Di erential Equations 1

DE. At each point on this curve, the tangent must have the slope f(x;y). Thus, the DE prescribes a direction at each point on the integral curve y= ’(...

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Differential Equations

1

M.T.Nair Department of Mathematics, IIT Madras

CONTENTS PART I: Ordinary Differential Equations

Page Number

1. First order ODE

2

1.1 Introduction

2

1.2 Direction Field and Isoclines

3

1.3 Initial Value Problem

3

1.4 Linear ODE

4

1.5 Equations with Variables Separated

6

1.6 Homogeneous equations

7

1.7 Exact Equations

7

1.8 Equations reducible to homogeneous or variable separable or linear or exact form

9

2. Second and higher order linear ODE 2.1 Second order linear homogeneous ODE

13

2.2 Second order linear homogeneous ODE with constant coefficients

17

2.3 Second order linear non-homogeneous ODE

18

3. System of first order linear homogeneous ODE

25

4. Power series method

28

4.1 The method and some examples

28

4.2 Legendre’s equation and Legendre polynomials

30

4.3 Power series solution around singular points

36

4.4 Orthogonality of functions

45

5. Sturm–Liouville problem (SLP)

52

6. References

56

1 Lectures

for the course MA2020, July-November 2012.

1

1

First order ODE

1.1

Introduction

An Ordinary differential equation (ODE) is an equation involving an unknown function and its derivatives with respect to an independent variable x: F (x, y, y (1) , . . . y (k) ) = 0. Here, y is the unknown function, x is the independent variable and y (j) represents the j-th derivative of y. We shall also denote y 0 = y (1) ,

y 00 = y (2) ,

y 000 = y (3) .

Thus, a first order ODE is of the form F (x, y, y 0 ) = 0.

(∗)

Sometimes the above equation can be put in the form: y 0 = f (x, y).

(1)

By a solution of (∗) we mean a function y = ϕ(x) defined on an interval I := (a, b) which is differentiable and satisfies (∗), i.e., F (x, ϕ(x), ϕ0 (x)) = 0,

x ∈ I.

Example 1.1. y 0 = x. Note that, for every constant C, y = x2 /2 + C satisfies the DE for every x ∈ R.



The above simple example shows that a DE can have more than one solution. In fact, we obtain a family of parabolas as solution curves. But, if we require the solution curve to pass through certain specified point then we may get a unique solution. In the above example, if we demand that y(x0 ) = y0 for some given x0 , y0 , then we must have y0 =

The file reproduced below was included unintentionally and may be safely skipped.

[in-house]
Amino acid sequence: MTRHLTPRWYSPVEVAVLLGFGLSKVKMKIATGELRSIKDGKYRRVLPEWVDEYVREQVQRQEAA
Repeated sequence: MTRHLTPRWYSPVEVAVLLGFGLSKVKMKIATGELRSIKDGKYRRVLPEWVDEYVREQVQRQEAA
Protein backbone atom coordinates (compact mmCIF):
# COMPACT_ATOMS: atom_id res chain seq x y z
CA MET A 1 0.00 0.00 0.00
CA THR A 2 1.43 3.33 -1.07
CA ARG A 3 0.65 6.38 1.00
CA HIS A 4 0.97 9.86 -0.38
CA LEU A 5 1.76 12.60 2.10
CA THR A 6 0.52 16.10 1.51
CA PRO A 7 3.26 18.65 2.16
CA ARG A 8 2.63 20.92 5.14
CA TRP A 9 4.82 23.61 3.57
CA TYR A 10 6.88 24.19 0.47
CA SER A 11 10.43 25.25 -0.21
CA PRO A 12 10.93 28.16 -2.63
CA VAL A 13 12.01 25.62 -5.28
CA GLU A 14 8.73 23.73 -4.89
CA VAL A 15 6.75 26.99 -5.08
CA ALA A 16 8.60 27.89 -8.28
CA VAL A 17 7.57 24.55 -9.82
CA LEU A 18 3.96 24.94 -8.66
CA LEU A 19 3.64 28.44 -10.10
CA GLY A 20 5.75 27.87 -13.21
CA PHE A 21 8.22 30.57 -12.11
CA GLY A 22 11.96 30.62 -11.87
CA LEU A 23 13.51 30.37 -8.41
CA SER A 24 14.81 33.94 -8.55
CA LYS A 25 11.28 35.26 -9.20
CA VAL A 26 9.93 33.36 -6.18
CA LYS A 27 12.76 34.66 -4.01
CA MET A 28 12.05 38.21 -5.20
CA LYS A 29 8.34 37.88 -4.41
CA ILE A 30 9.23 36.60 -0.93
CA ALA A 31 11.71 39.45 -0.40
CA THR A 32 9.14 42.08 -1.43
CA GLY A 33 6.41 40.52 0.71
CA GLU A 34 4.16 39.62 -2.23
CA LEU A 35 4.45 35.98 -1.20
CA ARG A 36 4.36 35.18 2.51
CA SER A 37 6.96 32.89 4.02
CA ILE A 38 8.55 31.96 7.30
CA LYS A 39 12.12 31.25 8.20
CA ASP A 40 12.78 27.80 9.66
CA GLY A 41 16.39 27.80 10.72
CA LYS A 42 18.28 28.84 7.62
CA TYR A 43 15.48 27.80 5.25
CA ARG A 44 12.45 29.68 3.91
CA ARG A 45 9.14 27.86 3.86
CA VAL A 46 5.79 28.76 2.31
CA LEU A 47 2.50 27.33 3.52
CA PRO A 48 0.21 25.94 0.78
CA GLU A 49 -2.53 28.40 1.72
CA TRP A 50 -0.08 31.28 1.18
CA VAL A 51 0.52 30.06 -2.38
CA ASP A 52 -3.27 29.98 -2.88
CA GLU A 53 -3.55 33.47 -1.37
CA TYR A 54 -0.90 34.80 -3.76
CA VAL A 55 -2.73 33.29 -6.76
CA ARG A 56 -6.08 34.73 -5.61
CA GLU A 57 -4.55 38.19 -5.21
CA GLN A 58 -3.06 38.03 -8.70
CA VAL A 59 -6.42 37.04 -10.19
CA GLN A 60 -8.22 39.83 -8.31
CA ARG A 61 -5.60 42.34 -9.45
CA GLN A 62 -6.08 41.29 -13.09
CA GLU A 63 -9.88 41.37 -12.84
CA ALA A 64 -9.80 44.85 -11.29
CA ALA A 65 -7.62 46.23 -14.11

x20 +C 2

so that the constant C must be C = y0 −

x20 . 2

Thus, the solution, in this case, must be y=

x2 x2 + y0 − 0 . 2 2 2

1.2

Direction Field and Isoclines

Suppose y = ϕ(x) is a solution of DE (1). Then this curve is also called an integral curve of the DE. At each point on this curve, the tangent must have the slope f (x, y). Thus, the DE prescribes a direction at each point on the integral curve y = ϕ(x). Such directions can be represented by small line segments with arrows pointing to the direction. The set of all such directed line segments is called the direction field of the DE. The set of all points in the plane where f (x, y) is a constant is called an isocline. Thus, the family of isoclines would help us locating integral curves geometrically. Isoclines for the DE: y 0 = x + y are the straight lines x + y = C.

1.3

Initial Value Problem

An equation of the form y 0 = f (x, y)

(1)

together with a condition of the form the form y(x0 ) = y0

(2)

is called an initial value problem. The condition (2) is called an initial condition. THEOREM 1.2. Suppose f is defined in an open rectangle R = I × J, where I and J are open intervals, say I = (a, b), J = (c, d): R := {(x, y) : a < x < b,

c < y < d}.

∂f in R, then for every (x0 , y0 ) ∈ R, there ∂y exists a unique function y = ϕ(x) defined in an interval (x0 −h, x0 +h) ⊆ (a, b) which satisfies (1)−(2). If f is continuous and has continuous partial derivative